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Integrated approach to sustainable development

Companies are wrestling with how to integrate profitable, social sustainability into their business operations in an environmentally friendly manner. Professor of Organization Development Kristina Lauche’s team developed two tools that allow organizations to execute production in a more sustainable manner.

Ever since her teenage years, researcher Kristina Lauche has felt a responsibility to look out for the future of our planet. This moral sensibility has now led to a method that enables companies to engage in sustainable product development.

Lauche: “Ever since the 1970s, companies have been trying to find more sustainable production methods. They often use the triple-P approach: people, planet & profit. But what you see is that these three aspects are all being handled separately from each other in product development. There are plenty of examples in the food industry; when production starts for a new type of yoghurt, pasta or soup, the entire focus is on profit. Only when the packaging stage is reached, do they start paying attention to how green or social they can make something. We want to help organizations take a fundamentally new approach to the process.”

Sustainable development

Force fields

Researchers at the Institute for Management Research are developing two tools to expedite a more sustainable product development process. One is focused on changing the innovation process. The other centers on mapping out the various force fields in play that the companies have to navigate, such as political authorities, suppliers and clients.

Lauche: “Organization change is always difficult, especially with intangible future-driven goals such as sustainability. The short term on the other hand is very tangible: Where can you book a profit today? That’s why we have created the first tool that makes all of the long-term investments and effects visible. Only then can you view people, planet & profit in relation to each other and develop a product that meets the requirements of all three.”

The RichWaterWorld project

No matter how much companies work on being sustainable, they are dependent on their environment. And this is what the second tool addresses.

Lauche: “The RichWaterWorld project in Park Lingezegen is a good example. This project exemplifies integrated infrastructure planning with water playing the starring role. It involves water storage, water purification with water plants, and the production of for example glue or green manure from the waste products of the purification process. Naturally this requires great levels of cooperation between political authorities, universities, agricultural firms and the local water company. As a company you cannot solve this singlehandedly, you need all parties to be on board.”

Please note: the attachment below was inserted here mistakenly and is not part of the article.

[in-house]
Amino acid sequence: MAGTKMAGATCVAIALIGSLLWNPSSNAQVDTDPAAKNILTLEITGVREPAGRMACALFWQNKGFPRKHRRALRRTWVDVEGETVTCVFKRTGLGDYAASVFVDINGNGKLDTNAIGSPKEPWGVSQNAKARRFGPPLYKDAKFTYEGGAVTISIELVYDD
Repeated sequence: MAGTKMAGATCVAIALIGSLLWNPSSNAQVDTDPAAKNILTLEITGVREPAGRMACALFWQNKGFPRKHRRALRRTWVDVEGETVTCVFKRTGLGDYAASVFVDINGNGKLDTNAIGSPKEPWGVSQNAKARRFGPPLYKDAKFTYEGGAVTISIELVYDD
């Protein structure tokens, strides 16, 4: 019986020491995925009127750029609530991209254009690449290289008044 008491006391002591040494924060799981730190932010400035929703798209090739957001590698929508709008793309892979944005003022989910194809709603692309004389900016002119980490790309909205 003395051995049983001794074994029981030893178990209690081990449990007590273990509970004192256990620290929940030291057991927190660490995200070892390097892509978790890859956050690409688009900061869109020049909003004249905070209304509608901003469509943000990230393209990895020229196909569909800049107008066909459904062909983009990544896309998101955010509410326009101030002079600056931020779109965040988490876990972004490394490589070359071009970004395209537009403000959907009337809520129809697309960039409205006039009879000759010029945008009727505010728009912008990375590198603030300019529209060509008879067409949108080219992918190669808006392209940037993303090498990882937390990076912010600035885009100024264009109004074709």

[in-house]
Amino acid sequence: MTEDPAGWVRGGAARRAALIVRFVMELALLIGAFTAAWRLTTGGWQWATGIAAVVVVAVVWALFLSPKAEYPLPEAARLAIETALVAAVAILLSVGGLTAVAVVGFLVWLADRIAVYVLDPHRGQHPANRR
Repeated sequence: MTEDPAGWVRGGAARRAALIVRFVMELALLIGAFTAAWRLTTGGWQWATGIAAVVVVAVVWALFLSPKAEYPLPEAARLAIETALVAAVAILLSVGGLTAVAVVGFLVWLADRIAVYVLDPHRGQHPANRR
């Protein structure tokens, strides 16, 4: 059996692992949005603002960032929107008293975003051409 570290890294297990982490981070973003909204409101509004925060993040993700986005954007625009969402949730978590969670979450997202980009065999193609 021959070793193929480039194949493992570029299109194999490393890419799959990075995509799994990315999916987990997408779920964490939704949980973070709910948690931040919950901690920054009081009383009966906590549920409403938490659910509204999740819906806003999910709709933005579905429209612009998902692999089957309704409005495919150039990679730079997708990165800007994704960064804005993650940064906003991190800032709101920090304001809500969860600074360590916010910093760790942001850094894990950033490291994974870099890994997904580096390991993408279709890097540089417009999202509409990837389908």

Both tools are meant to enable a systematic unfolding of the thought processes involved. They serve as memory assists to guarantee all important factors are included in the development stage. That process itself is more important than the final result. “The tools are meant to enable logical decisions,” says Lauche. “To achieve that you need to collect data systematically, inside the organization as well as beyond. The data collection allows companies to gain a firmer grasp of the choices and challenges facing them.”

Change management

The scientific contribution of this project stands at the interface between change management and strategic decision-making. Lauche: “We aim to make a contribution to the evolution of theory within the field of change management. How does change towards a more sustainable business actually progress? Literature reports that change is usually effected in a top-down process, but in the case of sustainability the middle ranks generally seem to be the driving engine. What we’ve seen is that it tends to take one charismatic person with a long-term vision to inspire the others. We are researching ways in which that person can initiate this process.”


  • Tools for Orchestrating Value Chains for Sustainability

This project is funded with support from the IOP IPCR in the framework of the research project ‘Tools for Orchestrating Value Chains for Sustainability in New Product Development (IPCR 1118)